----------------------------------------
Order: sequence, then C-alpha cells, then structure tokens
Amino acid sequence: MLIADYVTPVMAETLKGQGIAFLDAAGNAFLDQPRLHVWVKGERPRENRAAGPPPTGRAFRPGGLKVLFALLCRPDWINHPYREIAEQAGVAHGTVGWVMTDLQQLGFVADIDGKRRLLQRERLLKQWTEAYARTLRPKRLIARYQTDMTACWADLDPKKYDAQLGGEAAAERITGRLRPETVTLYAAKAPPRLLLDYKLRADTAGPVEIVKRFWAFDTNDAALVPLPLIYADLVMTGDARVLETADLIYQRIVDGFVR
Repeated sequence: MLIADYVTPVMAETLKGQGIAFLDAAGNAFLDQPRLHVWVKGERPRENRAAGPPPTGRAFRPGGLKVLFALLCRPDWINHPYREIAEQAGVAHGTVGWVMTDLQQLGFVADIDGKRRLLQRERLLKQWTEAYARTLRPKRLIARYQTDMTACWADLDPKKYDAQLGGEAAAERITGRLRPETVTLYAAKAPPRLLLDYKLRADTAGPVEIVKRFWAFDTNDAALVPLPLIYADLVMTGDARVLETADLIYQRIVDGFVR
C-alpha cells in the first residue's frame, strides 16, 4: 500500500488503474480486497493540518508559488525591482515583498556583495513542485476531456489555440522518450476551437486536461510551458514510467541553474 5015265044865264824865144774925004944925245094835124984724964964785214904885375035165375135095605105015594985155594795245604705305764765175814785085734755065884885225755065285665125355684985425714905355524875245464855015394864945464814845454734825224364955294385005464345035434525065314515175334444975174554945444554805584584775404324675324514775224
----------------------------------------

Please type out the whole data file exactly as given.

Order: sequence, then C-alpha cells, then structure tokens
Amino acid sequence: MLIADYVTPVMAETLKGQGIAFLDAAGNAFLDQPRLHVWVKGERPRENRAAGPPPTGRAFRPGGLKVLFALLCRPDWINHPYREIAEQAGVAHGTVGWVMTDLQQLGFVADIDGKRRLLQRERLLKQWTEAYARTLRPKRLIARYQTDMTACWADLDPKKYDAQLGGEAAAERITGRLRPETVTLYAAKAPPRLLLDYKLRADTAGPVEIVKRFWAFDTNDAALVPLPLIYADLVMTGDARVLETADLIYQRIVDGFVR
Repeated sequence: MLIADYVTPVMAETLKGQGIAFLDAAGNAFLDQPRLHVWVKGERPRENRAAGPPPTGRAFRPGGLKVLFALLCRPDWINHPYREIAEQAGVAHGTVGWVMTDLQQLGFVADIDGKRRLLQRERLLKQWTEAYARTLRPKRLIARYQTDMTACWADLDPKKYDAQLGGEAAAERITGRLRPETVTLYAAKAPPRLLLDYKLRADTAGPVEIVKRFWAFDTNDAALVPLPLIYADLVMTGDARVLETADLIYQRIVDGFVR
C-alpha cells in the first residue's frame, strides 16, 4: 500500500488503474480486497493540518508559488525591482515583498556583495513542485476531456489555440522518450476551437486536461510551458514510467541553474 5015265044865264824865144774925004944925245094835124984724964964785214904885375035165375135095605105015594985155594795245604705305764765175814785085734755065884885225755065285665125355684985425714905355524875245464855015394864945464814845454734825224364955294385005464345035434525065314515175334444975174554945444554805584584775404324675324514775224